Relief (or Profile) – the amount of curvature in the fingerboard of a guitar

Reverb (or Reverberation) – the persistence of sound after a sound is produced. Noticeable when the sound source stops but the reflections continue, decreasing in sound until nothing

Riff – a short, repeated, memorable musical phrase

Root (Note) – denotes the idea that a chord could be represented and named by one of its notes. It is in this sense that one can speak of a “C chord”, or a “chord on C”, a chord built from C and of which C is the root. The root needs not be the bass note of the chord: the concept of root is linked to that of the inversion of chords


Scale – a sequence of ordered musical notes


Semitone -the interval between two adjacent notes; the smallest musical interval commonly used in Western tonal music



Sharp – on a guitar: when you go one fret to your right; see Accidental


Slash Chords or Compound Chord – a chord whose bass note or inversion is indicated by the addition of a slash and the letter of the bass after the root note letter; example: a C major chord in second inversion is written C/G, which reads “C slash G”, or “C over G”. If B were the bass it would be written C/B, which is read “C slash B”, or “C over B”.


Solfège – assigning the notes of a scale a particular syllable, and then practicing by singing different note sequences using these syllables. The seven syllables commonly used for this practice in English-speaking countries are: do (or doh in tonic sol-fa),[2] re, mi, fa, sol (or so in tonic sol-fa), la, and ti. In other languages, si is used (see below) for the seventh scale tone. There are two ways of applying solfège: (1) fixed do, where the syllables are always tied to specific pitches (e.g. “do” is always the pitch “C”) and (2) movable do, where the syllables are assigned to different pitches based on musical context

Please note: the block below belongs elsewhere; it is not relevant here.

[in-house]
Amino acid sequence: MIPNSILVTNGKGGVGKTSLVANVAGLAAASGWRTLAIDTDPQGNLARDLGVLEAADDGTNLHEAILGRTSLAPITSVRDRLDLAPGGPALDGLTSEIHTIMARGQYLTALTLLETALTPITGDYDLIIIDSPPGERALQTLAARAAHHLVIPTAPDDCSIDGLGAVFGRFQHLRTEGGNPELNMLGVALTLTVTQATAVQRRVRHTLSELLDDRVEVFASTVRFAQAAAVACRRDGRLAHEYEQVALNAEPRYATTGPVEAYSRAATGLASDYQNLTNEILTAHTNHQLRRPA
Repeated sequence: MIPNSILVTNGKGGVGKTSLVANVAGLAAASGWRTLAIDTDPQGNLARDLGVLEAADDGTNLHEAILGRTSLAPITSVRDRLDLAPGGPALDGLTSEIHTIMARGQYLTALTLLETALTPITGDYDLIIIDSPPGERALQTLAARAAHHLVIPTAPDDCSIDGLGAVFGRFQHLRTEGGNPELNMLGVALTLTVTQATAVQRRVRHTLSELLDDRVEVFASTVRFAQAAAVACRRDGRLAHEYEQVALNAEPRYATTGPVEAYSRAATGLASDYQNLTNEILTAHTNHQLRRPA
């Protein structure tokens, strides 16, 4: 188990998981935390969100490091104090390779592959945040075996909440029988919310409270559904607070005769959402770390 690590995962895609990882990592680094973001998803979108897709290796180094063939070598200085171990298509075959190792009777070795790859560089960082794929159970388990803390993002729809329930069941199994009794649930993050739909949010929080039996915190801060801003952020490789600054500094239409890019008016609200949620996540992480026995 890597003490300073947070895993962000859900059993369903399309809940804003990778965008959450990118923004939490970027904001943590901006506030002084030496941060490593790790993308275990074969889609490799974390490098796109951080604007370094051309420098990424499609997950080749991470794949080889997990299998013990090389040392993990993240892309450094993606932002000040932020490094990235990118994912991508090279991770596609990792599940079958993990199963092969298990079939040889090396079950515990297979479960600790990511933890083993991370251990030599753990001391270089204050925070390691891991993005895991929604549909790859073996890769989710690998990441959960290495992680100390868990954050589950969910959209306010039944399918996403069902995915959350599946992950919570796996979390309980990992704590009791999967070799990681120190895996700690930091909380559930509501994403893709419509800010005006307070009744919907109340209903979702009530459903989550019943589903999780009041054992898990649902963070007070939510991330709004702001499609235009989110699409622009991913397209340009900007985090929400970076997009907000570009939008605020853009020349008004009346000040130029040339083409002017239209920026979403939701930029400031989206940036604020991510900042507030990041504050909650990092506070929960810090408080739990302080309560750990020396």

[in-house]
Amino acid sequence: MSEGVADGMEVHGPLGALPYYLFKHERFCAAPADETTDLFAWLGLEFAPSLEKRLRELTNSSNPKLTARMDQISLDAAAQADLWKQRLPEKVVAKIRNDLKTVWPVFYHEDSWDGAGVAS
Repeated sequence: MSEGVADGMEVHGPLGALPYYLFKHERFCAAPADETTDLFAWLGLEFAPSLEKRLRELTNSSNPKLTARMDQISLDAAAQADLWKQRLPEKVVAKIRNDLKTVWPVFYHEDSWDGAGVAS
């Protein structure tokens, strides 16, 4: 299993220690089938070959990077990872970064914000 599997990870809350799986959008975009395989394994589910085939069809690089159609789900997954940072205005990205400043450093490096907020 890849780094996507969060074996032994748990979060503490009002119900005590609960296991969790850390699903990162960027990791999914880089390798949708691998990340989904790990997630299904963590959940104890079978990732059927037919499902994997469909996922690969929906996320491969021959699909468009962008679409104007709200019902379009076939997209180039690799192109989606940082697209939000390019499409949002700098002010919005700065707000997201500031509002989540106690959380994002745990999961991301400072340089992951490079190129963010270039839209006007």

Standard Tuning – the typical tuning of an instrument, on guitar: EADGBE




Tap-on or Tapping


Time Signature – [pic] used in Western musical notation to specify how many beats (pulses) are to be contained in each bar and which note value is to be given one beat

Tone Pot


Tremolo Picking

Triad – three-note chord consisting of a root note together with the third and fifth

Trill – rapid alternation between two adjacent notes

Tritone – strictly defined as a musical interval composed of three adjacent whole tones; for example: the interval from F up to the B above it (in short, F–B) is a tritone as it can be decomposed into the three adjacent whole tones F–G, G–A, and A–B.

Tritone Substitution




Unison – two or more musical parts sounding the same pitch or at an octave interval, usually at the same time.


Vibrato – when the finger that is used to play the note is wobbled on the fretboard, or actually moved up and down the string for a wider vibrato

Walkdown – (in country music) a bassline which connects two chords whose roots are a third apart, often featuring an inverted chord, example: G and Em (a minor third apart) may be joined by an intervening chord to create stepwise motion in the bass: G-D/F-Em; (in jazz) a descending bassline below chords sharing a common tone, example: if the above was G-D/F-Em7 the bassline would descend, G, F, E, while D is held in common; (in 12-bar blues) refers to the movement from V to IV in bars nine and ten

Walkup – opposite of Walkdown